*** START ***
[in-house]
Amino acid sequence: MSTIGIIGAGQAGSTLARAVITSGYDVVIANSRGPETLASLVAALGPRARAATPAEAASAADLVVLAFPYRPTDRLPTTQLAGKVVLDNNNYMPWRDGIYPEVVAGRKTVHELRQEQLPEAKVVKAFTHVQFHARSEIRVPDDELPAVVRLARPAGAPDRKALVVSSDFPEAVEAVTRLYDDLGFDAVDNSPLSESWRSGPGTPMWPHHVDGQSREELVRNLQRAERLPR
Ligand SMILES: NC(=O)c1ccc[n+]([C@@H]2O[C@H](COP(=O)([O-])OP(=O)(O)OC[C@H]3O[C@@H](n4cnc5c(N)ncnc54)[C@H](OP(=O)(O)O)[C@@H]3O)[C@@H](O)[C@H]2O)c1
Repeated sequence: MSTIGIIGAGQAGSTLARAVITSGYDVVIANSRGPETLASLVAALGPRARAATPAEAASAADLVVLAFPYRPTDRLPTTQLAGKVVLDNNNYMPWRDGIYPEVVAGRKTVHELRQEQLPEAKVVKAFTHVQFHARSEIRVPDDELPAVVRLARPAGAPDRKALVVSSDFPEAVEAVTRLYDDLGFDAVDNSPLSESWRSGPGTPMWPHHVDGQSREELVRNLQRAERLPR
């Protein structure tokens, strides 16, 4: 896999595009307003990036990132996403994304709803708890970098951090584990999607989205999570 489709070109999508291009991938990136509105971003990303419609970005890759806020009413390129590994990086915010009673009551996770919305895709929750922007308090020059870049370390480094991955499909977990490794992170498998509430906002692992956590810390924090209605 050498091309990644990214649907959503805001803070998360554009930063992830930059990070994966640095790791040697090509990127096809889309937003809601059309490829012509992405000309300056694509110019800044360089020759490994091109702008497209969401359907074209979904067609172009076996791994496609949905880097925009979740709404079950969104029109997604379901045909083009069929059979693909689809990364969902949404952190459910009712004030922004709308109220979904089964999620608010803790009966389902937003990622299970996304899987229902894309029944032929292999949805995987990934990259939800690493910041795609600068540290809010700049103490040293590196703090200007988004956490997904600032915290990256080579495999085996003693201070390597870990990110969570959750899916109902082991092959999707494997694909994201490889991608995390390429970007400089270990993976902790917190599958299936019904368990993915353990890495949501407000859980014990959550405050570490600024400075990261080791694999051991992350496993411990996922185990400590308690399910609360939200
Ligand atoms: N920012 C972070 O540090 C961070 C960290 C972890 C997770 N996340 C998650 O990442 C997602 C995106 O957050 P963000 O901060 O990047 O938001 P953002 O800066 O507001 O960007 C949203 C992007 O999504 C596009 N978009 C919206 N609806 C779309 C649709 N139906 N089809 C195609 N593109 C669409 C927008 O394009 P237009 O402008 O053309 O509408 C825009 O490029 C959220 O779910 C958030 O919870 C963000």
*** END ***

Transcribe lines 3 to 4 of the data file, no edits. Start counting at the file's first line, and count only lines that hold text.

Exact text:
Ligand SMILES: NC(=O)c1ccc[n+]([C@@H]2O[C@H](COP(=O)([O-])OP(=O)(O)OC[C@H]3O[C@@H](n4cnc5c(N)ncnc54)[C@H](OP(=O)(O)O)[C@@H]3O)[C@@H](O)[C@H]2O)c1
Repeated sequence: MSTIGIIGAGQAGSTLARAVITSGYDVVIANSRGPETLASLVAALGPRARAATPAEAASAADLVVLAFPYRPTDRLPTTQLAGKVVLDNNNYMPWRDGIYPEVVAGRKTVHELRQEQLPEAKVVKAFTHVQFHARSEIRVPDDELPAVVRLARPAGAPDRKALVVSSDFPEAVEAVTRLYDDLGFDAVDNSPLSESWRSGPGTPMWPHHVDGQSREELVRNLQRAERLPR